Michaela Osborne Nka Fellows, Appellant V. Charles Fellows, Respondent (Majority)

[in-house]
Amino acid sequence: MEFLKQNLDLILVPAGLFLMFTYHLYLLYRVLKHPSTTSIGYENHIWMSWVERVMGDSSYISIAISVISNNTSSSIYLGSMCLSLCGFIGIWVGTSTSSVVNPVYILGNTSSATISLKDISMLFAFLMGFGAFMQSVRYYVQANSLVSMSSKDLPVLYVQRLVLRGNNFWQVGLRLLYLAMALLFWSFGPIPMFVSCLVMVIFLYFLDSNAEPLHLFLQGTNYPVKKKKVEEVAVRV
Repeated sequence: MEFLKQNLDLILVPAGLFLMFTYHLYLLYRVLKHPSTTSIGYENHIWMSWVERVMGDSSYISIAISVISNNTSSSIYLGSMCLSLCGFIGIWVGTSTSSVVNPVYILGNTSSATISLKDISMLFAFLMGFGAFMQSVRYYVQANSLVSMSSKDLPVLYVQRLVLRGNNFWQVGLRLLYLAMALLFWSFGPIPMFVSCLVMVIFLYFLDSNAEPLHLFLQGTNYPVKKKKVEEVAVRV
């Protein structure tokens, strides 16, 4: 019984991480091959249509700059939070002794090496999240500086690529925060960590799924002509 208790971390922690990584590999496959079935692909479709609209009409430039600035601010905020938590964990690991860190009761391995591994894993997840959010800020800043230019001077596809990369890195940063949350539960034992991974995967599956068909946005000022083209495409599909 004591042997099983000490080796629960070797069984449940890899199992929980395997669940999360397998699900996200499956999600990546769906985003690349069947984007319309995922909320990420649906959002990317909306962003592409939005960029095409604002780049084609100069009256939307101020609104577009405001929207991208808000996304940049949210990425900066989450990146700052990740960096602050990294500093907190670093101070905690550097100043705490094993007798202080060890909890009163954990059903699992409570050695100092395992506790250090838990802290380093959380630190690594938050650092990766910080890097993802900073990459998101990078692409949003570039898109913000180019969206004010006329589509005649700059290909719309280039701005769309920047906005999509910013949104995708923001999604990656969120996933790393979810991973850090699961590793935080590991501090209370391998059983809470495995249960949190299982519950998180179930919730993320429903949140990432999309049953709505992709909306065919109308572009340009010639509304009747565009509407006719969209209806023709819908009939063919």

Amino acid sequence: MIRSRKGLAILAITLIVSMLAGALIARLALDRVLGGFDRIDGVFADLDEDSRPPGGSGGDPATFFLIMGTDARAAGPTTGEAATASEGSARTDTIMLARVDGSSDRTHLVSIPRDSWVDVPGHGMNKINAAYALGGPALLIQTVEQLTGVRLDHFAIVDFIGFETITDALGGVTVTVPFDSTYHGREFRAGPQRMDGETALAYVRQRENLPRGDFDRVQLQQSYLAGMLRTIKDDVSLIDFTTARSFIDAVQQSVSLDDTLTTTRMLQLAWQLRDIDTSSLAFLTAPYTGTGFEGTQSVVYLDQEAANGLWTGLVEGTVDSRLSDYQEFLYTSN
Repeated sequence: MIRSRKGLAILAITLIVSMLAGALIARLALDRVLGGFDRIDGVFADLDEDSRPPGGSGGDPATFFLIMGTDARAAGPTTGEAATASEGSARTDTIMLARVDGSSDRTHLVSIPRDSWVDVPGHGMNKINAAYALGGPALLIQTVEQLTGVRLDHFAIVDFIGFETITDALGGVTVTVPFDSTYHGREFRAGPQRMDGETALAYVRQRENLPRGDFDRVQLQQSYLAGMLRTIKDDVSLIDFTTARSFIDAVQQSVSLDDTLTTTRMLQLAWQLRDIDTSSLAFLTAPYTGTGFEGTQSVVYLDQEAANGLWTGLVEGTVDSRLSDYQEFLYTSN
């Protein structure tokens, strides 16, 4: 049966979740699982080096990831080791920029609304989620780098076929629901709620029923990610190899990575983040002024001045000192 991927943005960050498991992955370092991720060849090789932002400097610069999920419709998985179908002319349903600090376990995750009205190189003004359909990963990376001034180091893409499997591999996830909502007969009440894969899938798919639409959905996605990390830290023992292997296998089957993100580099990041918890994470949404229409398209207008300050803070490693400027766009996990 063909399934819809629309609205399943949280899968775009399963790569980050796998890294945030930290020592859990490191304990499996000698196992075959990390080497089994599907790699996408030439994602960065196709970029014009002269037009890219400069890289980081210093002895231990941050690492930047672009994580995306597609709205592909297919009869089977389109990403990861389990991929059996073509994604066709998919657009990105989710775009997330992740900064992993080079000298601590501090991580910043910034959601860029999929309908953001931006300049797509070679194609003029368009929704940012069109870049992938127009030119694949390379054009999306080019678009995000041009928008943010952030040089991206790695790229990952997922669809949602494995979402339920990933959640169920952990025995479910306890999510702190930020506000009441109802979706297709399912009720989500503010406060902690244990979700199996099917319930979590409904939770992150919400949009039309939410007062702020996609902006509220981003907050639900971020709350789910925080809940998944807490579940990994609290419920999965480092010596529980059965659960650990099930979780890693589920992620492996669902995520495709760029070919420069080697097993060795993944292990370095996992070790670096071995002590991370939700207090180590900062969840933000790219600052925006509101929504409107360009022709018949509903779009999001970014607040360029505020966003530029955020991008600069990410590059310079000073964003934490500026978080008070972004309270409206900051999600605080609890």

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': -J1 r l!rv' <--r> IN THE COURT OF APPEALS FOR THE STATE OF WASHINGTON In the Matter of the Marriage of No. 74643-0-1 MICHAELA FELLOWS, DIVISION ONE Appellant, and UNPUBLISHED OPINION CHARLES FELLOWS, Respondent. FILED: November 28, 2016 Mann, J. — Michaela Osborne1 appeals the trial court's ruling that she was in contempt of court for violating the dissolution decree relating to her marriage with former husband Charles Fellows. The trial court found Osborne in contempt after she intentionally violated the court's order by damaging the couple's former home before vacating it. Because substantial evidence supports the trial court's finding of contempt and proper imposition of a remedial, not punitive sanction, we affirm. 1 Appellant's last name is now Osborne. No. 74643-0-1/2 FACTS This case arises out of dissolution proceedings involving Michaela Osborne and Charles Fellows. The trial court distributed the parties' assets and granted the decree of dissolution on June 30, 2015. The decree of dissolution awarded the family home, located at 10021 SE 192nd Place, Renton, Washington, to Fellows but permitted Osborne to remain living there for an additional 60 days. Osborne had until August 30, 2015, to remove her belongings from the property and quitclaim her interest in it to Fellows. The decree ordered Fellows to pay $54,000 to Osborne for her equity interest in the home. At the conclusion of trial, counsel for Fellows asked the court to "issue an oral ruling to not do something to the house or destroy it."2 The court ruled that The house needs to be maintained in the condition it is. I'm—I don't want to see—there's no need for the parties to be back here again. This is going to be the cleanest way for these parties to just—there's nothing that should be holding you together, including this house, so the house needs to be in a livable condition.[3] The court also granted Osborne a permanent protection order against Fellows. On July 8, 2015, the trial court presented its written ruling and further commented: The home should be in—if there's any sabotage or anything done to the home, I will allow—consider a contempt motion here and will address any potential reduction of damages. I think the easiest way to—I think [Osborne] is aware that she needs to leave the home intact. Do not damage it in any way, shape, or form. If that's a concern, the parties may come back for a contempt consideration and address any damages that may have occurred.[4] 2 Report of Proceedings (RP) (June 30, 2015) at 240. 3 RP (June 30, 2015) at 240. 4 RP (July 8, 2015) at 251. -2- No. 74643-0-1/3 Osborne vacated the home within the designated time period. On August 31, 2015, Fellows came by the house and saw a hole in the front door and paint splashed on the exterior and the deck. He called the police and reported the damage. The police contacted Osborne, who told them that she had possession of the house until September 8, 2015, and "anything that she does to her house until then is okay."5 According to the police, Osborne "would not admit to actually being the one that damaged the residence," but claimed that her children did it, and that it was a "temporary lapse in judgment."6 The parties do not dispute the extent of the damage done to the house. Paint was splattered and streaked across the interior and exterior of the house. There were holes in the walls, doors, cabinets, floors, and ceilings. The baseboards, doorframes, and windowsills were damaged. There were cracks and chips in the tile, the countertops, the bathroom sinks, and one of the mirrors. There were numerous handwritten messages on the walls addressed to "Chuck" and "Chucky."7 There was a small round hole and writing scratched into the front door. The estimate cost to repair the damage and replace the fixtures totaled $144,937.49. Fellows moved for an order of contempt on October 2, 2015. On October 26, 2015, he filed a declaration of a private investigator he had hired, which contained a report of a conversation with one of the couple's neighbors. The report included statements from the neighbor about seeing "a hole in the front door and paint on the side of the house."8 According to the investigator, Osborne had told her neighbor that 5 Clerk's Papers (CP) at 577. 6 CP at 578. 7 CP at 148, 158, 164-170, 180. 8 CP at 424. -3- No. 74643-0-1/4 she "did it," in reference to the damage to the house, and that she "couldn't wait until Charles saw the house."9 Osborne filed a declaration on November 3, 2015, which included police reports of Fellows' prior harassment and violation of the protective order. She also included declarations from witnesses stating that the house was in livable condition before Osborne moved out. In her declaration, Osborne admitted to removing the refrigerator, the stove, the dishwasher, and speakers from the walls of the house. She stated that she "only took what wasn't in the house when we purchased it."10 She also admitted to the "minimal writing on the walls, and the carving on the front door," but argued that Fellows had "[seen] the writing before he moved out of the house."11 She declared that when she left on August 28, 2015, "it was in a livable condition, with no damages to the cabinetry, no paint on the walls, no holes in the walls, or any of the other damages."12 According to Osborne, her children and her niece tracked paint inside and made handprints on the walls when she went to the house with the Renton Police. Osborne also stated in her declaration that she believed Fellows damaged the house himself and blamed her. Fellows submitted a declaration in reply contesting all of Osborne's assertions and included the police investigation report from the night he discovered the house had been damaged. At the hearing on November 9, 2015, the trial court found Osborne to be in contempt of court for "intentionally fail[ing] to comply with the oral ruling of Judge 9 CP at 424. 10 CP at 431. 11 CP at 428. 12 CP at 428. No. 74643-0-1/5 Galvan and lawful orders of the court dated on 7/8/2015."13 The trial court found that Osborne violated the order by "willfully and purposefully destroying] the family home."14 The trial court found that Osborne had the past and present ability to comply with the order but did not have the present willingness to comply with the order. As a result, the trial court ruled that Osborne was in contempt of court and that she may purge the contempt by "[p]ay[ing] the monies awarded to Charles Fellows per the Judgment Summary contained herein."15 ANALYSIS We review a trial court's decision in a contempt proceeding for an abuse of discretion. In re Marriage of James, 79 Wn. App. 436, 439-40, 903 P.2d 470 (1995). An abuse of discretion is present only if there is a clear showing that the exercise of discretion was manifestly unreasonable, based on untenable grounds, or based on untenable reasons. State ex rel. Carroll v. Junker, 79 Wn.2d 12, 26, 482 P.2d 775 (1971). Any "intentional. . . [disobedience of any lawful judgment, decree, order or process of the court" is a contempt of court as defined by RCW 7.21.010(1 )(b). Where the superior court basis its contempt finding on a court order, the order "must be strictly construed in favor of the contemnor" and the facts found "must constitute a plain violation of the order." Dep't of Ecology v. Tiger Oil Corp.. 166 Wn. App. 720, 768, 271 P.3d 331 (2012). The moving party has the burden of proving contempt by a preponderance of the evidence. James, 79 Wn. App. at 442. 13 CP at 502. 14 CP at 502. 15 CP at 503. No. 74643-0-1/6 Osborne first assigns error to the trial court's findings of fact regarding her failure to comply with the court's order and "willfully and purposefully destroying] the family home."16 A trial court's factual findings regarding contempt will be upheld on appeal if they are supported by substantial evidence.17 In re Marriage of Rideout, 150 Wn.2d 337, 350, 77 P.3d 1174 (2003). Substantial evidence exists if a rational, fair-minded person would be convinced of the truth of the declared premise. Hegwine v. Longview Fibre Co., Inc., 162 Wn.2d 340, 353, 172 P.3d 688 (2007). Even if there are several reasonable interpretations of the evidence, it is substantial if it reasonably supports the finding. Fred Hutchinson Cancer Research Ctr. v Holman, 107 Wn.2d 693, 713, 732 P.2d 974 (1987). The trial court found that Osborne "intentionally failed to comply with the oral ruling of Judge Galvan and lawful orders of the court dated on 7/8/2015," by "willfully and purposefully destroying] the family home."18 Osborne admitted to writing on the walls and carving into the front door. She also stated in her declaration that the children made the handprints and tracked paint into the house. The police report included Osborne's statements that "she technically didn't do the damage to the house," but the children did, and that "she could do whatever she wanted to her house."19 Based on her 16 Br. of Appellant at 5-6; CP at 502. 17 In her reply brief, Osborne argues for a de novo review of the record because the trial court's decision was based entirely on the parties' declarations and written submissions. If the parties do not dispute the underlying facts but only the conclusions drawn from the facts, de novo review is appropriate where the trial court relied solely on documentary evidence and there were no questions of credibility. In re Marriage of Lanaham and Kolde. 153 Wn.2d 553, 559, 106 P.3d 212 (2005). For a contempt proceeding such as this one, however, where credibility is an issue, the substantial evidence standard applies. In re Marriage of Rideout. 150 Wn.2d 337, 350-52, 77 P.3d 1174 (2003). 18 CP at 502. 19 CP at 578. No. 74643-0-1/7 own admissions and the evidence in the record,20 a rational, fair-minded person could find that Osborne violated the court's order by willfully and purposefully damaging the family home. Next, Osborne argues that the trial court based the contempt findings on inadmissible hearsay evidence, namely the police report and the report of a private investigator's interview with a neighbor. Fellows argues that Osborne failed to object to the inclusions of these statements at trial, and therefore has not preserved the error for appeal. We agree. It is well settled that objections to evidence cannot be raised for the first time on appeal. Sepich v. Dep't of Labor and Indus., 75 Wn.2d 312, 319, 450 P.2d 940 (1969), citing Omeitt v. Dep't of Labor and Indus., 21 Wn.2d 684, 152 P.2d 973 (1944).21 We decline to exercise our discretion to consider Osborne's challenge to the admissibility of the reports under these circumstances. Her counsel at the contempt hearing spoke to the authenticity of the police report but did not contest the statements contained in it as hearsay. She was also aware of and had the opportunity to address the submission of the investigator's report, but chose not to speak to it. Osborne waived any objection to 20 Osborne argues that Fellows only presented "unsubstantiated circumstantial evidence" that she did the damage to the house. Br. of Appellant at 15. This is of no consequence. Circumstantial evidence is just as good as direct evidence. Rogers Potato Service, LLC v. Countrywide Potato. LLC, 152 Wn.2d 387, 391, 97 P.3d 745 (2004). 21 Osborne argues that the appellate court may review arguments brought up for the first time on appeal where the issue involves sufficiency of the evidence. RAP 2.5(a)(2) provides that an appellant may raise for the first time on appeal "the failure to establish facts upon which relief can be granted." This exception applies only where the proof of particular facts at trial is required to sustain a claim. Mukilteo Ret. Apts.. LLC v. Mukilteo Investors. LP. 176 Wn. App. 244, 246, 310 P.3d 814 (2013). Division Three recently examined the rule and held that it"should be read, as it was intended to be read, as applying solely to insufficient proof of an essential element of a party's case. That description does not apply to the trial court's actions." State v. Clark. No. 32839-2-III, slip op. at 10 (Wash. Ct. App. Sept. 8, 2016), http://www.courts.wa.gov/opinions/pdf/328392_pub.pdf. While Osborne does argue that Fellows has failed to provide sufficient evidence to support a finding of contempt, her belated objection to the reports as hearsay would not fall within RAP 2.5(a)(2). No. 74643-0-1/8 the reports as hearsay at the hearing and cannot raise the issue for the first time on appeal. RAP 2.5(a). Finally, Osborne argues that the contempt charge was punitive and entered in violation of her constitutional rights. According to Osborne, the trial court intended to punish her for her past acts without the due process safeguards required by one facing criminal charges. Fellows argues that the contempt was remedial, not punitive, and was only imposed to compensate for the damage done to the house. Under RCW 7.21.030(1), a trial court can impose "remedial" sanctions on a person for contempt of court after notice and hearing. However, under RCW 7.21.040(1)-(2) a trial court may impose "punitive" sanctions only after a complaint or information is filed based on probable cause. In addition, the trial court must provide those due process rights afforded to criminal defendants before imposing a punitive sanction. In re Pers. Restraint of King, 110 Wn.2d 793, 800, 756 P.2d 1303 (1988). A "punitive sanction" is "a sanction imposed to punish a past contempt of court for the purpose of upholding the authority of the court." RCW 7.21.010(2). A "remedial sanction" is one that is "imposed for the purpose of coercing performance when the contempt consists of the omission or refusal to perform an act that is yet in the person's power to perform." RCW 7.21.010(3). Asanction will be considered remedial rather than punitive if the contemnor is able to purge the contempt through an affirmative act. In re Dependency of A.K., 162 Wn.2d 632, 646, 174 P.3d 11 (2007). Osborne declines to mention that the trial court provided her with a method of purging the contempt when she argues that her sanction was punitive. Here, the trial court expressly ruled that Osborne may purge the contempt by paying the monies -8- No. 74643-0-1/9 awarded to Fellows in accordance with the judgment. Furthermore, RCW 7.21.030(3) allows the court to order a contemnor to pay losses suffered as a result of the contempt and costs incurred in the contempt proceedings for any "person found in contempt of court." See State ex rel. Chard v. Androw, 171 Wash. 178, 17 P.2d 874 (1933). The contempt is remedial and Osborne was not entitled to further due process rights. Both parties ask for fees on appeal under RAP 18.1. The rule entitles a party to reasonable fees and costs if an applicable law grants that right. RAP 18.1(a). Under RCW 7.21.030(3), a court may order a person found in contempt of court to pay a party for any costs incurred in connection with the contempt proceeding, including reasonable attorney fees. This includes fees incurred by a party defending the appeal of a contempt order. R.A. Hanson Co. v. Magnuson, 79 Wn. App. 497, 505, 903 P.2d 496 (1995). We award Fellows his fees and costs on appeal subject to his compliance with RAP 18.1(d). Affirmed. ^L frUM/ WE CONCUR: ^ vy0- ?k\Um*h-ft& e^//v^^ -9-